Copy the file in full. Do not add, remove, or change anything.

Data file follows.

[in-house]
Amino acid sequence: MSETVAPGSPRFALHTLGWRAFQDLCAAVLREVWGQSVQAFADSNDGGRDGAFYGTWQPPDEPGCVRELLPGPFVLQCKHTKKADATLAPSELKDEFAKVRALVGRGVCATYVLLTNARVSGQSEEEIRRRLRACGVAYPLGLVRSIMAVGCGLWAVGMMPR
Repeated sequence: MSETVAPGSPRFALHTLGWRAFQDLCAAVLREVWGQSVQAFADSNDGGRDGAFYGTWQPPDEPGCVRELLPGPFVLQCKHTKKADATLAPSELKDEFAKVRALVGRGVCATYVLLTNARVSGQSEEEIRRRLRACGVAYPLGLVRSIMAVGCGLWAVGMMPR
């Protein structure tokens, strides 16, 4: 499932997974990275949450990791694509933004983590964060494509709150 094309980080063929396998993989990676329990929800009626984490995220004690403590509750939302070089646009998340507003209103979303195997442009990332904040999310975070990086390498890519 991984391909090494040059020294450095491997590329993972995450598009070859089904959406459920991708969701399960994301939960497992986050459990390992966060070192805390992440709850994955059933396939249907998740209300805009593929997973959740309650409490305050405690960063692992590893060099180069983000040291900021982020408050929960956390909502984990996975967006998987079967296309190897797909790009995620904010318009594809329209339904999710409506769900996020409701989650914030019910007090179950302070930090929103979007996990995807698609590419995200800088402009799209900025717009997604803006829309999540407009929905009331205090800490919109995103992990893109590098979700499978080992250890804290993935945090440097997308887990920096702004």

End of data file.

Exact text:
[in-house]
Amino acid sequence: MSETVAPGSPRFALHTLGWRAFQDLCAAVLREVWGQSVQAFADSNDGGRDGAFYGTWQPPDEPGCVRELLPGPFVLQCKHTKKADATLAPSELKDEFAKVRALVGRGVCATYVLLTNARVSGQSEEEIRRRLRACGVAYPLGLVRSIMAVGCGLWAVGMMPR
Repeated sequence: MSETVAPGSPRFALHTLGWRAFQDLCAAVLREVWGQSVQAFADSNDGGRDGAFYGTWQPPDEPGCVRELLPGPFVLQCKHTKKADATLAPSELKDEFAKVRALVGRGVCATYVLLTNARVSGQSEEEIRRRLRACGVAYPLGLVRSIMAVGCGLWAVGMMPR
């Protein structure tokens, strides 16, 4: 499932997974990275949450990791694509933004983590964060494509709150 094309980080063929396998993989990676329990929800009626984490995220004690403590509750939302070089646009998340507003209103979303195997442009990332904040999310975070990086390498890519 991984391909090494040059020294450095491997590329993972995450598009070859089904959406459920991708969701399960994301939960497992986050459990390992966060070192805390992440709850994955059933396939249907998740209300805009593929997973959740309650409490305050405690960063692992590893060099180069983000040291900021982020408050929960956390909502984990996975967006998987079967296309190897797909790009995620904010318009594809329209339904999710409506769900996020409701989650914030019910007090179950302070930090929103979007996990995807698609590419995200800088402009799209900025717009997604803006829309999540407009929905009331205090800490919109995103992990893109590098979700499978080992250890804290993935945090440097997308887990920096702004």